Signs of weak consumer discretionary spending are popping up in multiple places. For example Subscriber growth suddenly stops for cable TV industry

According to data gathered by market research firm SNL Kagan, cable companies saw a noticeable drop in the total number of subscribers during the second quarter of 2010, a first for an industry that has thus far seen nothing but growth.

The number of cable subscribers dropped by 711,000, according to SNL Kagan, with six out of eight cable providers reporting their worst quarterly subscriber losses to date. Other parts of the industry were able to add just enough subscribers to make the net loss more like 216,000. Cable’s share of the pay-TV market dropped slightly too, from 63.6 percent to just 61 percent during the quarter.

Exodus of Small Retailers Amidst Signs of “Free Rent”

The Toledo Blade comments ‘Free rent’ signs of trouble

Commercial real estate agent Joe Belinske never thought retail life could be like it is today on Monroe Street near Westfield Franklin Park mall. “Monroe Street used to rent itself. People never put out ‘For Lease’ sign. You didn’t have to market it,” said Mr. Belinske of CB Richard Ellis/Reichle Klein, a Toledo commercial real estate firm.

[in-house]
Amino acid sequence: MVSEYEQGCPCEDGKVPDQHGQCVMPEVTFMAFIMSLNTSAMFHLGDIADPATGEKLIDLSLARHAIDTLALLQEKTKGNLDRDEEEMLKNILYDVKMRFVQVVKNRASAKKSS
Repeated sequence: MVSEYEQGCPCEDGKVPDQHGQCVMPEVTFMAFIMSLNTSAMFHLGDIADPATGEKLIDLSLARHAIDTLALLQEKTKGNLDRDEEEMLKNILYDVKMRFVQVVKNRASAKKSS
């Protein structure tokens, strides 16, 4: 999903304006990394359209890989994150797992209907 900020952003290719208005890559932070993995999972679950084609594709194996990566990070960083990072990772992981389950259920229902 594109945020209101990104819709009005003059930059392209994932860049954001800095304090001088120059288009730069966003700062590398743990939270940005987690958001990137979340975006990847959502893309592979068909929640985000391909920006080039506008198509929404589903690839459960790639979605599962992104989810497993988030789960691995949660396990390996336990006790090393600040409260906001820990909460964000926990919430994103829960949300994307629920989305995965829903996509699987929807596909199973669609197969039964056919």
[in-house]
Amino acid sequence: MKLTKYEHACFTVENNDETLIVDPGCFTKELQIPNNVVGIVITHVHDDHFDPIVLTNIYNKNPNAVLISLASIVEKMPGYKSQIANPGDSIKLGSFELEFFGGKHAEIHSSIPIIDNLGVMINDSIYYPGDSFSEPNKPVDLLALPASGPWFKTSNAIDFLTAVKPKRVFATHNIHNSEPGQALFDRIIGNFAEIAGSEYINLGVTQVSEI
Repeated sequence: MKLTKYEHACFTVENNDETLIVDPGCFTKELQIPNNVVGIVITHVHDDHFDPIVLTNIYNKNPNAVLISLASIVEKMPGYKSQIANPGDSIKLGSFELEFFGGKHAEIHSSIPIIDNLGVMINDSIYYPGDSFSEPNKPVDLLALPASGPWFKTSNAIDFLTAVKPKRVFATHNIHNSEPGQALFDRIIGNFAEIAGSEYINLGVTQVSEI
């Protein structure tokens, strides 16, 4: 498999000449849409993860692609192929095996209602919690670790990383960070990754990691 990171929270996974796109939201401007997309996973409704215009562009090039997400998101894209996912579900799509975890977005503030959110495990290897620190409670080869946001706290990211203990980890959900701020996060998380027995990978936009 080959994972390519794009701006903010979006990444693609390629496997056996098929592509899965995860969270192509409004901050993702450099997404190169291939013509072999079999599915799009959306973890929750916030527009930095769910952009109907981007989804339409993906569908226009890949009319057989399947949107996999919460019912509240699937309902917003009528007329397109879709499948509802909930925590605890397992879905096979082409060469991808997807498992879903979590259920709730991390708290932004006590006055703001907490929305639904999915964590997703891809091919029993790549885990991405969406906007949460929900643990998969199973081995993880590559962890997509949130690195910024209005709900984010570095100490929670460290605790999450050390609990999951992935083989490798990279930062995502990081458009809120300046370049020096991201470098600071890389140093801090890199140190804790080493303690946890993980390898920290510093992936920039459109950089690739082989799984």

But these days all along the Monroe Street-Talmadge Avenue corridor – the Toledo area’s crown jewel of commercial real estate – times are tough. “For Lease” signs have proliferated on Monroe from Sylvania Avenue past Talmadge to the Target shopping plaza. Some of the signs feature a shocking indicator of hard times: “Free rent.”

Area rents have fallen significantly, and what was the price for hidden space in strip malls that looked away from the road, is the going price for better sites that look straight out onto Monroe.

Several large signature properties – the closed Circuit City store and former Lone Star Steakhouse on Monroe, and the Smokey Bones Barbeque and Grill on Talmadge – have remained closed for more than 18 months.

Also worrisome, commercial real estate experts say, is it seems like more small retailers have left the retail corridor than have arrived in the last few years.

10 Leading Retailers Close Stores

Daily Finance reports 10 Big Retailers Closing Stores